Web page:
Bill Frisell & Petra Haden


Frisell has made a career of showcasing his own versatility while still honing a distinctive guitar style. Atmospheric originals, reinterpreted film soundtracks, straight jazz, bent country, standards, contemporary pop—he’s taken it all in and Friselled it in his image. He’s touring as a duo with Petra Haden, the violinist and vocalist you’re most likely to know from her work with alt-rock greats That Dog. I once saw her deliver an a cappella “Wuthering Heights” while touring as part of the Decemberists; I appreciate her all-vocal recording of The Who Sell Out for sticking to the bit and have preserved that appreciation by never listening to it.The two musicians have teamed up in the past, most recently on Frisell’s 2019 album Harmony, most significantly on the helpfully titled Petra Haden and Bill Frisell, from 2003. Expect a dreamy wash of music, with plenty of tunes you recognize, or that at least feel familiar. $40-$50. 7 p.m. 1010 Nicollet Mall, Minneapolis; find more info here. December 11—Keith Harris

The 1975 


As I’ve already lived through the ’80s once, the 1975’s processed guitars, human-or-machine? drums, and inopportune sax breaks are not the exotic sounds from a distant past that their fanbase probably hears. It’s all just a jumble of retro musical styles as worthy of retooling as any other, and on Being Funny in a Foreign Language charmingly facile cad Matty Healy and his crew enlists the help of omnipresent helpmate-to-the-stars Jack Antonoff to streamline their sound. At their weakest, the 1975 sound like they’re soundtracking a direct-to-video Pretty Woman sequel, or like a tribute band to Level 42 or someone. But ultimately, 1975 fandom comes down to how taken with Matty Healy’s undeniable (if limited) wit you are. I’ve heard claims of Healy achieving emotional maturity here, but afaik his pledges of love are still credible only if you’re ready to suspend your disbelief for the sake of a decent hook. A good sign of his musical maturity, however, is that the album is his shortest: roughly 43 minutes, a true sign of restraint from a band that’s let a previous release balloon up to a full hour and 20. $203 and up. 7 p.m. 500 S. 6th St., Minneapolis; find more info here. December 14—Keith Harris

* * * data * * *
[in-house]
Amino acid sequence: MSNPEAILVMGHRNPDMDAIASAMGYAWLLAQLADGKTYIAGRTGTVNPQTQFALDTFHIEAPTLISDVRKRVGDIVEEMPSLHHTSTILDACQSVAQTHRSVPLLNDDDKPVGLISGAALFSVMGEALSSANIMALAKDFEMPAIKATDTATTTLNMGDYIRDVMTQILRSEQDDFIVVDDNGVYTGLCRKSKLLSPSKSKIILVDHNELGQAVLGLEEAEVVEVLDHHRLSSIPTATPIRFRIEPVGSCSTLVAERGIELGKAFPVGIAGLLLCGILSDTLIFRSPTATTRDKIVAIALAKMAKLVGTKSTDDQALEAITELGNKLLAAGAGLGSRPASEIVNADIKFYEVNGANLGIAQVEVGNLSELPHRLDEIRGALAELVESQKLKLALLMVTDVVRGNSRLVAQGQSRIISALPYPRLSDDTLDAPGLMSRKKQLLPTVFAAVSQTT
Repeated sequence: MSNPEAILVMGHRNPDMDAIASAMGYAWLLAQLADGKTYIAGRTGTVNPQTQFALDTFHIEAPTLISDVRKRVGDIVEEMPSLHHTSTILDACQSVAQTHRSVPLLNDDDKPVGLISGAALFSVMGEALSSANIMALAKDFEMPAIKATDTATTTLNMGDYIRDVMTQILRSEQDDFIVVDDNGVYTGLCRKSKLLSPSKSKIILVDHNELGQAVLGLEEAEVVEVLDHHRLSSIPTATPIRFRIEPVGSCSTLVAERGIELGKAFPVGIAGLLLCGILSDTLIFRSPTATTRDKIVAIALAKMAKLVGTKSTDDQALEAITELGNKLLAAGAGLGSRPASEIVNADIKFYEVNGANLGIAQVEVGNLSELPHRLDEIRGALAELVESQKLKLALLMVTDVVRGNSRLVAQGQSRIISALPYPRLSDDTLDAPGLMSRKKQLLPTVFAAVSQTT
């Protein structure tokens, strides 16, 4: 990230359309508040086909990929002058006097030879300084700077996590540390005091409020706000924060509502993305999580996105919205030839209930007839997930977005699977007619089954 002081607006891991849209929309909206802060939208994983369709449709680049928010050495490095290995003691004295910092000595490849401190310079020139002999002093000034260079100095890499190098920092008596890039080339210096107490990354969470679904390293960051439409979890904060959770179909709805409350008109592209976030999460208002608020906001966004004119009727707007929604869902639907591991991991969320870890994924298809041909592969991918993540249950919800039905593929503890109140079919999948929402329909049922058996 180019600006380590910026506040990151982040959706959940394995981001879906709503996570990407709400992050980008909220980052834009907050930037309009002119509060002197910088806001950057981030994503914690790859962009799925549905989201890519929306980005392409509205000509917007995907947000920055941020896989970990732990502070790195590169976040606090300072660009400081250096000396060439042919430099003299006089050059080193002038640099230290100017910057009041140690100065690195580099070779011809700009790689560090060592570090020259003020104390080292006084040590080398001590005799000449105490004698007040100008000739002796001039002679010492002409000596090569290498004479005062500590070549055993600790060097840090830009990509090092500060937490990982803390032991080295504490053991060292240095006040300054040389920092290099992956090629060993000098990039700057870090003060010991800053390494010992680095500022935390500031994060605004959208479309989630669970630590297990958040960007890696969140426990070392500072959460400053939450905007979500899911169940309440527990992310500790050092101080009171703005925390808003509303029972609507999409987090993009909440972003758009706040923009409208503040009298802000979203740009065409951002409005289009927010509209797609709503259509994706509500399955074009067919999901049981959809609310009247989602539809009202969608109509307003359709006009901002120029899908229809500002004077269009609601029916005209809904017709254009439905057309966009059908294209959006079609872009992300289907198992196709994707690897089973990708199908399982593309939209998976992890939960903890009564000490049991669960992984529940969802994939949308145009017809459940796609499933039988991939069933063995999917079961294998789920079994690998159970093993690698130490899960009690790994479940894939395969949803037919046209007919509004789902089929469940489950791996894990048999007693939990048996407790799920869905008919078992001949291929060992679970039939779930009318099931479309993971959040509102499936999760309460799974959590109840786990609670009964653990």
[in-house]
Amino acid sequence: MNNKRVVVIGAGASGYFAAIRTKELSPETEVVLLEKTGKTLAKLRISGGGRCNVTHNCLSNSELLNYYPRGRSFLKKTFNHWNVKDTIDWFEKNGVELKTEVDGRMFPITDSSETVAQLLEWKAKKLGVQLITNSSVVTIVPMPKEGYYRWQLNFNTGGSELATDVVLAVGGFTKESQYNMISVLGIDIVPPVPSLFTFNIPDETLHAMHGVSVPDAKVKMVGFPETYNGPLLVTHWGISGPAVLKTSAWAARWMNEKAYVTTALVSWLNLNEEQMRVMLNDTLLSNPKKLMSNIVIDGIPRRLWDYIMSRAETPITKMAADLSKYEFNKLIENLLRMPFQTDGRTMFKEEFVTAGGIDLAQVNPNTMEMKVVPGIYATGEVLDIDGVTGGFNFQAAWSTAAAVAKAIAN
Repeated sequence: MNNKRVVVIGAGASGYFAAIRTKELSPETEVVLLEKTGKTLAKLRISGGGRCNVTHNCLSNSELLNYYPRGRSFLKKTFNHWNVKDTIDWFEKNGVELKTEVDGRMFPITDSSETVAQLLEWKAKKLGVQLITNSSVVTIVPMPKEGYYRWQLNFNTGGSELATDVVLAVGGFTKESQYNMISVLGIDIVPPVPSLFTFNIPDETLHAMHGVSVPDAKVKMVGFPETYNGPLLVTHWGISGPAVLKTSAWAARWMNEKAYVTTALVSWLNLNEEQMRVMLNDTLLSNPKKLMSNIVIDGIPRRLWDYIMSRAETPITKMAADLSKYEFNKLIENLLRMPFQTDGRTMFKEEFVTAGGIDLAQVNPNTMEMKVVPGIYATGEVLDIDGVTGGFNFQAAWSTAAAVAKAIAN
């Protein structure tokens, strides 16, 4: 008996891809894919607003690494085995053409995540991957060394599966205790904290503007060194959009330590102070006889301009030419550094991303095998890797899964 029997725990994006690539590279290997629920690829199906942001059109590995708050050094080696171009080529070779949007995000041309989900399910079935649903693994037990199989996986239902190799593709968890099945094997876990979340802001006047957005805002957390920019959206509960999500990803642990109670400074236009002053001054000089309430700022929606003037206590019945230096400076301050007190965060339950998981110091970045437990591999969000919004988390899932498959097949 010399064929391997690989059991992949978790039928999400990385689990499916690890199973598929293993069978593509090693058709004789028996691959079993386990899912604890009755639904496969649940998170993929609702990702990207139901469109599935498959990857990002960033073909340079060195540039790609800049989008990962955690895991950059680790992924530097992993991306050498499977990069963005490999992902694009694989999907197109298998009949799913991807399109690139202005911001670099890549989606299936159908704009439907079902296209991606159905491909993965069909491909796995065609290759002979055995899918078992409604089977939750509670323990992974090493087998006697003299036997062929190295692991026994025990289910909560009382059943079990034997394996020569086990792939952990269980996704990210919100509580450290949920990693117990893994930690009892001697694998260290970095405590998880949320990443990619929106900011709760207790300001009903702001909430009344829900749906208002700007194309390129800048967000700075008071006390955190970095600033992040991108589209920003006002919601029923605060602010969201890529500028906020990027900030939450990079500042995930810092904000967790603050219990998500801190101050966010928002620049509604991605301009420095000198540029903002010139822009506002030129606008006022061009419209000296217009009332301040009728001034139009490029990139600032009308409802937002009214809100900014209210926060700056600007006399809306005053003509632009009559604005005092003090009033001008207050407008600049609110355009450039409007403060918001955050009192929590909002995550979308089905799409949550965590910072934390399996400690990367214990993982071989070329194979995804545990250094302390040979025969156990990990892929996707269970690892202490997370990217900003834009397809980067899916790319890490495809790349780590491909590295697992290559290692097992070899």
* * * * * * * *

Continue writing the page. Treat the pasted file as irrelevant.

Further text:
Turf Club 

In 2004, upon the release of their sophomore LP, A Tiger Dancing, Heiruspecs seemed ready to take over the indie-rap world. “This record is a really proud document for me and that moment," the jazzy, funky St. Paul hip-hop group’s bassist, Sean "Twinkie Jiggles" McPherson, told me in 2016. "Only one of us was even 25 when we started meeting folks from Razor & Tie in their office in New York, and it was an amazing feeling." National stardom wasn’t meant to be, but Heiruspecs would settle in nicely as charitably minded scene elders who put on a reliably great live show. The name of their new record, which is being celebrated tonight, is a winking nod to those recalibrated expectations: Pretty Random, But What Happened to the Heiruspecs?. “Heiruspecs is a face-to-face group. I've been in this band longer than I've had a cell phone, email address, or Mastodon account," McPherson told me this week. “To me this is our purest record, we have nothing to prove, but so much to celebrate and I hear it all on these tracks." Opening are HEYARLO, Nakara Forjé, and DJ Christian Fritz. $17-$20. 1601 University Ave. W., St. Paul; find more info here. December 23–Jay Boller

Dry Cleaning

Fine Line 

Post-punk spoken word with guitar—it’s not for everyone! If the success of this South London band’s New Long Leg last year was unexpected, it owed primarily to who’s doing the speaking and who’s playing the guitar. While you might expect the reverse, in fact Florence Shaw’s acid, deadpan observations are what draw you in, while guitarist Tom Dowse, who’s got far more in his toolbox than just the old Rough Trade tricks, keeps you around with the nuance of his technique. On their follow-up album, Stumpwork, Shaw lightens up a bit, lyrically if not stylistically, reminiscing about a lost pet, a tortoise, while the band finds new ways to encase her in rhythm and noise. With Nourished by Time. $22-$40. 8:30 p.m. 318 N. First Ave., Minneapolis; find more info here. January 14–Keith Harris



The Compton rapper has come a long way since the gleefully obscene “Toot It and Boot It” in 2010. In 2016 he even got political with “FDT,” the polite title for what we all think of as “Fuck Donald Trump.” His latest, I Got Issues, is fairly introspective rather than explosive, focusing on his industry feuds (“Issues”) and domestic drama (“Baby Momma”). But he never gets quite as mopey as the younger trap MCs, and there’s plenty of room for a banger like the Hit-Boy production “Maniac,” with that thick West Coast synth bass that always starts a party. With OhGeesy, Day Sulan, + D3szn. $47 and up. 8 p.m. 500 S. 6th St., Minneapolis; find more info here. February 15–Keith Harris

Maggie RogersOlivia Bee

Maggie Rogers 

The Armory